Only in Pennsylvania...

Everybody knows the famous Punxsutawney Phil, the Seer of Seers, the Prognosticator of Prognosticators, who emerges from his stump every February 2 to tell the world whether spring will start promptly on March 20, or if winter will last six more weeks. However, in 2004, a rival emerged, hoping to usurp Phil's fame and renown. That challenger was Gus, The Second-Most Famous Groundhog in Pennsylvania.

Gus made his debut in a televised advert for the Pennsylvania Lottery's then-newest instant-win scratch-off ticket game, "Keep On Scratchin'", where up to $5,000 was awarded if the number underneath any of the five groundhogs matched the number underneath the wad of bills on the ticket. In that ad, a woman not unlike the heroine of many a B-grade horror movie was frightened to hear a scratching noise coming from her attic, which she foolishly decided to investigate. Fortunately for her, her attic was not serving as the lair of a maniacal axe-murderer, but was simply an everyday clandestine gambling den, where Gus was busy scratching off his lottery tickets. Gus then introduced himself, and urgerd her and all Pennsylvanians over the age of 18 to "Keep on scratchin'!"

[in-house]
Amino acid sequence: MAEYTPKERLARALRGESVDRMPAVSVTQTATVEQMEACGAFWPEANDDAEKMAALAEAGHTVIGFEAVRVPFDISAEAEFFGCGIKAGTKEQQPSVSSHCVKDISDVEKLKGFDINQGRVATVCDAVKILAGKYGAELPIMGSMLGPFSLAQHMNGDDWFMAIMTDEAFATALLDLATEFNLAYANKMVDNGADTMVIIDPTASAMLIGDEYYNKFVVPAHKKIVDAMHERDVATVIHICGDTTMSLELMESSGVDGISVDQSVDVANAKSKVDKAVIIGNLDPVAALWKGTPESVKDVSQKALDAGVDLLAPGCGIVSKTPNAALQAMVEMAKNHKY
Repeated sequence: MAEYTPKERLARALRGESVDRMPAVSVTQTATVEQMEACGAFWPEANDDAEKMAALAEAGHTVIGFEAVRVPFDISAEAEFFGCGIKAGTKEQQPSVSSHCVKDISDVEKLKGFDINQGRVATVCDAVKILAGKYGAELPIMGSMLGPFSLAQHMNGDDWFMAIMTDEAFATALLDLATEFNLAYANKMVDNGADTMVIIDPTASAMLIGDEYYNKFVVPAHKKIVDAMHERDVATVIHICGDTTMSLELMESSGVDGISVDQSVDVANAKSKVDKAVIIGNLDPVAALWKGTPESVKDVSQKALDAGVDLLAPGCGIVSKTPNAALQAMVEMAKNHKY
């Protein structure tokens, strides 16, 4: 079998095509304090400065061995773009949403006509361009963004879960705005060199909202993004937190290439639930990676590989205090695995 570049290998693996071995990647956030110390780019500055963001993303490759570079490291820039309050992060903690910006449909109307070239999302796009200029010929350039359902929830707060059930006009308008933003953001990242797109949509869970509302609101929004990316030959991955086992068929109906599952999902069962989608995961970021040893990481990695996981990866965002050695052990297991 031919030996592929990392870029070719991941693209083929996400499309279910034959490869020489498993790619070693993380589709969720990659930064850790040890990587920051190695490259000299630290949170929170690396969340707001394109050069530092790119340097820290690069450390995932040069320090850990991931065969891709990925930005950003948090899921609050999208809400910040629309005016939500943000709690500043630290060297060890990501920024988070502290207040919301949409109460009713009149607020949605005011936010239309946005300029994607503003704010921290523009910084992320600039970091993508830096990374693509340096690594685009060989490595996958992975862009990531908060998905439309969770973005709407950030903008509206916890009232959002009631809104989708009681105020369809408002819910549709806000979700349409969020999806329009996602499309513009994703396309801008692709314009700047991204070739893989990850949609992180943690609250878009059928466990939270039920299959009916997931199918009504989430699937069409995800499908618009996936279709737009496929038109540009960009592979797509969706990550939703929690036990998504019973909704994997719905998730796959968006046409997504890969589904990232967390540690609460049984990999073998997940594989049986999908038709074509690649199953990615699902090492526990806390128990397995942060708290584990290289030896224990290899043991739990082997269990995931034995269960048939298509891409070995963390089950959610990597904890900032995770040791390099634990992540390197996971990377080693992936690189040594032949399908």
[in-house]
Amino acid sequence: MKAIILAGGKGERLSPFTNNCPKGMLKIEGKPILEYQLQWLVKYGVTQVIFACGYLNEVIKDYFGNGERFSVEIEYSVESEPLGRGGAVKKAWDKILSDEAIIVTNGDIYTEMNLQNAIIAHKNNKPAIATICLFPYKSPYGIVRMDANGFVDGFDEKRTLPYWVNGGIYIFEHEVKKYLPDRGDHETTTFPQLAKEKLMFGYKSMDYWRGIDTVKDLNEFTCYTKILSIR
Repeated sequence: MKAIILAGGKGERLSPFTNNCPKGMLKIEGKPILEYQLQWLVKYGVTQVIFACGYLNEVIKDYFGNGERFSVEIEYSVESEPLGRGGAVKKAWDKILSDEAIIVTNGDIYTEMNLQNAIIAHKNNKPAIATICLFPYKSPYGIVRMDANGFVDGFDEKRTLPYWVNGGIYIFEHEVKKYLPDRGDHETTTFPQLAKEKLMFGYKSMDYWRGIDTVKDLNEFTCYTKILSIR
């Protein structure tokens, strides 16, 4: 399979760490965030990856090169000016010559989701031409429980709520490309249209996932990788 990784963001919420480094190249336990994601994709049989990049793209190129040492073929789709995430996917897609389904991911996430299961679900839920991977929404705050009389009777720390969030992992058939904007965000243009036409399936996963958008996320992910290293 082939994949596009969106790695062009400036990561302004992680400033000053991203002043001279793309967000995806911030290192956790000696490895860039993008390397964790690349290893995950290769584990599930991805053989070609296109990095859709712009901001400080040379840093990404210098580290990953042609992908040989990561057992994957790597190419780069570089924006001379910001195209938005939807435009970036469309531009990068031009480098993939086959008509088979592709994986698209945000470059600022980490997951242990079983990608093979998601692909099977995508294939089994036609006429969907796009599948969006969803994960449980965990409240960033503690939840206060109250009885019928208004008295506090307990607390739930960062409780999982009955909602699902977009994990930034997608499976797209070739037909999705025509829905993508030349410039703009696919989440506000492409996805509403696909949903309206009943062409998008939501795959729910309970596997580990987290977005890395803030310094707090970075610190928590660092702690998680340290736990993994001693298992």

Since then, Gus has appeared at the beginning of every month—making him twelve times as industrious as that shiftless, good-for-nothing Phil—in a variety of situations, introducing new scratch-off ticket games for the PA Lottery. And while Phil may be better-known worldwide, Gus's popularity is quickly eclipsing Phil's within The Keystone State (and should take over the Number One spot as soon as Bill Murray makes a movie about Gus).

(The "real" Gus, it should be mentioned, is actually an animatronic puppet created by Pittsburgh-based ad agency Marc USA requiring four able-bodied men to operate. And after his introduction, it soon became apparent just how good being Number Two can be: lottery ticket sales rose by 37% after Gus became the lottery's official spokesrodent.)

Log in or register to write something here or to contact authors.